Send emails to HR and be sure to keep a record of all of your emails as well as all of the emails on your internal mailing lists. Print them all out and keep a file at home. I don't think the theme is acceptable and you should speak out...Its always a good idea to keep a print out of all emails that may be potentially offensive (sexual harassment, racist, etc). That way if you are ever terminated for performance, you can bust out a folder of the emails and say "well of course my performance sucked, look at the type of work environment i was in!" and then let the lawyers get to work.
Jenn, you are totally not off base. I actually blogged about a similar situation on my blog, earlier last month: definitely don't think you're being too sensitive. It's really important, I think, that we speak up when shit like this happens -- people who say stuff like that are never challenged with the racism of it, and so they continue to say it knowing they can get away with it. I think we have a right to make people who say stuff like that feel uncomfortable so that at the very least they recognize that there's someone in the room not putting up with it.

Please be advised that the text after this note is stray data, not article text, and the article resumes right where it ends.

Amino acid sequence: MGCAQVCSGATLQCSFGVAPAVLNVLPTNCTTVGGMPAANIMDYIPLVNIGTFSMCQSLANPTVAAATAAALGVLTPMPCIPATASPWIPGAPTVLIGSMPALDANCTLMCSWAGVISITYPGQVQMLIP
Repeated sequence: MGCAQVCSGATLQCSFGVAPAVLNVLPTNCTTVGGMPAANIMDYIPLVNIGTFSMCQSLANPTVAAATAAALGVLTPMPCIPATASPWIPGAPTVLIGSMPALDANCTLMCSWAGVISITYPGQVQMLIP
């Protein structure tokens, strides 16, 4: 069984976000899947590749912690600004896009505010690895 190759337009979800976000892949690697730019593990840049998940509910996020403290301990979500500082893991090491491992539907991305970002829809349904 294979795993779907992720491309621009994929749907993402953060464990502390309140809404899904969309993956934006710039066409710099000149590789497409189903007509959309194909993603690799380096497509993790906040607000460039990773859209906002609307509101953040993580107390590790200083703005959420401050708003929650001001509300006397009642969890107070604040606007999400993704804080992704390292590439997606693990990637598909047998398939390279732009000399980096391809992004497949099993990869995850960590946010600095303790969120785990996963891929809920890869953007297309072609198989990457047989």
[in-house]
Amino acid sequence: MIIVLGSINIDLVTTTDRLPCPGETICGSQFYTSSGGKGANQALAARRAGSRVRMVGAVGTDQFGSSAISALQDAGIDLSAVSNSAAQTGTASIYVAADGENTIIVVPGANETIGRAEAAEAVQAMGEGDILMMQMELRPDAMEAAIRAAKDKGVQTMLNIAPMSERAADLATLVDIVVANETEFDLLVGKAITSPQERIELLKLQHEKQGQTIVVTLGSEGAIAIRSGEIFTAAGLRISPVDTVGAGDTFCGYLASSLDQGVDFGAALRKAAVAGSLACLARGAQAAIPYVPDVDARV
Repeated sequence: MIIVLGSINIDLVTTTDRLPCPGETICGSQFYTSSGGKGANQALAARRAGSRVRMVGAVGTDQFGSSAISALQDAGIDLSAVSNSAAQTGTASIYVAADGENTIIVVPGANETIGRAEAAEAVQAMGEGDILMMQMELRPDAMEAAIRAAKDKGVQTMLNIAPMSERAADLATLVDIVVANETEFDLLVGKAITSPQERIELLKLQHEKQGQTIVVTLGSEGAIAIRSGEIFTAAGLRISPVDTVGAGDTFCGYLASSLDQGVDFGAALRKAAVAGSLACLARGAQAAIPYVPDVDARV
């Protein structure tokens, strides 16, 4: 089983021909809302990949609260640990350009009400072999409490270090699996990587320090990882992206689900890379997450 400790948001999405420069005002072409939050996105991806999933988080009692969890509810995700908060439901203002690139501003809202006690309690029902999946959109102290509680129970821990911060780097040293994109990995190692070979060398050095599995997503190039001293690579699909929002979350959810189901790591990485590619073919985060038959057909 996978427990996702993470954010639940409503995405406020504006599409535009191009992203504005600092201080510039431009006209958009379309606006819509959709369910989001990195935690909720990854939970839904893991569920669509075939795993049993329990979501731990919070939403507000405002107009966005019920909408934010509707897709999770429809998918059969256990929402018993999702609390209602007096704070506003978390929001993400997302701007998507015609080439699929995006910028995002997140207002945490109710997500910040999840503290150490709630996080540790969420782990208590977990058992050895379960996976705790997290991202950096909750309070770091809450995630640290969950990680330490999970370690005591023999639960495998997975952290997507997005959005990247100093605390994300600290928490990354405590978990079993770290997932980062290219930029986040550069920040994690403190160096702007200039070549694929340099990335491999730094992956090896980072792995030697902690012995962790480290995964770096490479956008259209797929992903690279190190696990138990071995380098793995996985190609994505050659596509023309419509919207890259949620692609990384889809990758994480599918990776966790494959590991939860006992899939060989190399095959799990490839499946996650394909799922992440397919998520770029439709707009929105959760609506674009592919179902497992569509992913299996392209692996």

Where do you work?And I'd send your HR this blog address!